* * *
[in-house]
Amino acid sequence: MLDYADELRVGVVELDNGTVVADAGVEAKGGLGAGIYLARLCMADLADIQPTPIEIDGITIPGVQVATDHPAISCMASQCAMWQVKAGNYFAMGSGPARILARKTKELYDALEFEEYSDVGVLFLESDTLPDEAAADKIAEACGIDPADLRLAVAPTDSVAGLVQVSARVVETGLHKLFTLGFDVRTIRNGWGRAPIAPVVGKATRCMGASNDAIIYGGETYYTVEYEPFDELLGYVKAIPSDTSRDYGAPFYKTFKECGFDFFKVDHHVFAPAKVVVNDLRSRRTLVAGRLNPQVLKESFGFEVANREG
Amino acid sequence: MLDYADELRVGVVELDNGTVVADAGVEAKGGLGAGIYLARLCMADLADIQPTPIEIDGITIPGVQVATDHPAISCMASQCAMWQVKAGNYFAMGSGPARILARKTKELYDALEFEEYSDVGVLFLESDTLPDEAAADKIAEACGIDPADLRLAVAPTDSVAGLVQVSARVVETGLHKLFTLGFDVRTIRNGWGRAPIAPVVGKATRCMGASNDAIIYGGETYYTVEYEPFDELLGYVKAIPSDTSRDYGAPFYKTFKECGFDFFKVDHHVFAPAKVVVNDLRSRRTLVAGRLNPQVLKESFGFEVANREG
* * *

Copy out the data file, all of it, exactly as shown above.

[in-house]
Amino acid sequence: MLDYADELRVGVVELDNGTVVADAGVEAKGGLGAGIYLARLCMADLADIQPTPIEIDGITIPGVQVATDHPAISCMASQCAMWQVKAGNYFAMGSGPARILARKTKELYDALEFEEYSDVGVLFLESDTLPDEAAADKIAEACGIDPADLRLAVAPTDSVAGLVQVSARVVETGLHKLFTLGFDVRTIRNGWGRAPIAPVVGKATRCMGASNDAIIYGGETYYTVEYEPFDELLGYVKAIPSDTSRDYGAPFYKTFKECGFDFFKVDHHVFAPAKVVVNDLRSRRTLVAGRLNPQVLKESFGFEVANREG
Amino acid sequence: MLDYADELRVGVVELDNGTVVADAGVEAKGGLGAGIYLARLCMADLADIQPTPIEIDGITIPGVQVATDHPAISCMASQCAMWQVKAGNYFAMGSGPARILARKTKELYDALEFEEYSDVGVLFLESDTLPDEAAADKIAEACGIDPADLRLAVAPTDSVAGLVQVSARVVETGLHKLFTLGFDVRTIRNGWGRAPIAPVVGKATRCMGASNDAIIYGGETYYTVEYEPFDELLGYVKAIPSDTSRDYGAPFYKTFKECGFDFFKVDHHVFAPAKVVVNDLRSRRTLVAGRLNPQVLKESFGFEVANREG